Worried about your vitamin D levels? These are the key symptoms of deficiency.
In the UK, the sunshine seems to have disappeared behind an ever-present cloud. While that’s very upsetting for our pub garden and park workout plans, there’s more to consider than that. That’s because a huge portion of the UK population is already at risk of a lack of vitamin D, with the NHS suggests that one in five of us have low levels of the nutrient – and we get it from time spent outside in the sun.
Even more concerning is that conditions associated with a lack of vitamin D are reportedly on the up. And this includes diseases that were once eradicated from the UK, such as rickets.
“We’re seeing signs that we have a big problem with vitamin D levels,” agrees Toral Shah MSc, nutritional scientist and functional medicine practitioner.
However, it is important to note that there is a difference between being low in vitamin D and having a deficiency, says Toral. “Vitamin D deficiency is incredibly dangerous, with fatigue, bone pain and fractures, muscle weakness and cramps and mood changes. Whereas having insufficient levels means not having enough to be optimally healthy.
“But what we are realising now is that what we previously thought was optimal is now actually higher than we thought.”
What are the signs of low vitamin D?
A vitamin D deficiency can be serious, so it is crucial to fix low levels of vitamin D before they turn into a deficiency. However, doing so can be tricky. “You tend to only get clear cut signs when you are severely lacking in vitamin D,” explains Toral. “But there might be general signs that your body isn’t working optimally because of low vitamin levels.” These signs include:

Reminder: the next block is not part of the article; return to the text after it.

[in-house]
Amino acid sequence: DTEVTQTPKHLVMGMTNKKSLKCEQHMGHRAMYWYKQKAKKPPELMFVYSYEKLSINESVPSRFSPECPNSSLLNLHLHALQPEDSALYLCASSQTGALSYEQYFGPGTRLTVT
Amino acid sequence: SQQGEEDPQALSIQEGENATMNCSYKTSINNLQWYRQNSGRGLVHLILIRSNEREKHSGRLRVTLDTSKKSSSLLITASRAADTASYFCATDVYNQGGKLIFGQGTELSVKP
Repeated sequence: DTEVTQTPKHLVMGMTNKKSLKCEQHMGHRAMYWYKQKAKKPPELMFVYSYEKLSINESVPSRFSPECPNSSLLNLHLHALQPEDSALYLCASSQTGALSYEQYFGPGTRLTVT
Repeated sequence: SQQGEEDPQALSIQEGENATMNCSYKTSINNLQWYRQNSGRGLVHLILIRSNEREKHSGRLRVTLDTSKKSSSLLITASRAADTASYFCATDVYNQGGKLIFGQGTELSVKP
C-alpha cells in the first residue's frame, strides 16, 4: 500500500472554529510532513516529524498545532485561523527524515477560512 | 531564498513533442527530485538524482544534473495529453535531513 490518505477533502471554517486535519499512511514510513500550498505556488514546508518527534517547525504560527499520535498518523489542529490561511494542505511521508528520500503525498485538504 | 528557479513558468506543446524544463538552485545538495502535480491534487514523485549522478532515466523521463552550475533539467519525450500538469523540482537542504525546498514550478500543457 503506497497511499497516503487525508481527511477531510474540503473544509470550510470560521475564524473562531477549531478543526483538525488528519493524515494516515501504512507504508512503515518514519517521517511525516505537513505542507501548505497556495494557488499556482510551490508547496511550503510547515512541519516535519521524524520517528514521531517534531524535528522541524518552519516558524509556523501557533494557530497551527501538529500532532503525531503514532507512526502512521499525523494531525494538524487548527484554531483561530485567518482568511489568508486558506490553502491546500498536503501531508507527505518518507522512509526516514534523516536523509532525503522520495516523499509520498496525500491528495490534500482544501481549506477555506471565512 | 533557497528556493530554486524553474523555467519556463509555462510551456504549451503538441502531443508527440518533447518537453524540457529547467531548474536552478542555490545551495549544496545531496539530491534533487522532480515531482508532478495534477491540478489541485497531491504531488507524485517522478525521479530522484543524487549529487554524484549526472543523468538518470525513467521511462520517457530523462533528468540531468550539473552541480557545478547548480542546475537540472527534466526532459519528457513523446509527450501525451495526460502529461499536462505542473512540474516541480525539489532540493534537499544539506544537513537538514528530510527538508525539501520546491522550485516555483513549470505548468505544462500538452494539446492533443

- Low immune system, such as finding you pick up colds and infections very easily, especially during the winter months
- Not recovering well from exercise
- Struggling to sleep
- Feeling tired
If you aren’t exposed to a lot of sunlight, you’re probably right to assume you’ll be low in vitamin D.“In the UK and in northern latitudes, especially during winter, we’re almost all insufficient,” says Toral. But even though it is summer now, we should still all be conscious of how little vitamin D we are exposed to, Toral notes: “especially at the beginning of lockdown, when we could only leave the house for an hour a day, we wouldn’t have been getting enough sun on us.”
Toral also points out the importance of wearing suncream when we’re outside, but points out that this does block the absorption of sunlight and limit the amount of vitamin D we can make.
Who is most at risk of low vitamin D levels?
Well, right now, most of us. But there are some groups of people who should be even more cautious of vitamin D levels, including:
- Vegan and vegetarians. “Some of the main sources of vitamin D include oily fish, eggs and fortified dairy products, so if you don’t eat these then you could be risk,” says Toral.
- People with dark skin. “Melanin makes it harder for you to make vitamin D,” explains Toral. “But also because levels are set according to the needs of white people, there’s not enough studies to show how much people of colour need.”
- Elderly people. “When you’re in your 70s you make about a quarter of the amount of vitamin D that people in their 20s make,” says Toral.
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How can you improve levels of vitamin D?
Of course, we can improve the amount of time we spend outside in the sun and eating those high vitamin D foods. However, time outside is also not an option for everyone, such as those who are currently shielding from coronavirus, and the NHS advises that dietary sources aren’t enough to provide you with all of the vitamin D you need.
If you’re worried about your vitamin D levels, then you should talk to your GP to get a blood test.
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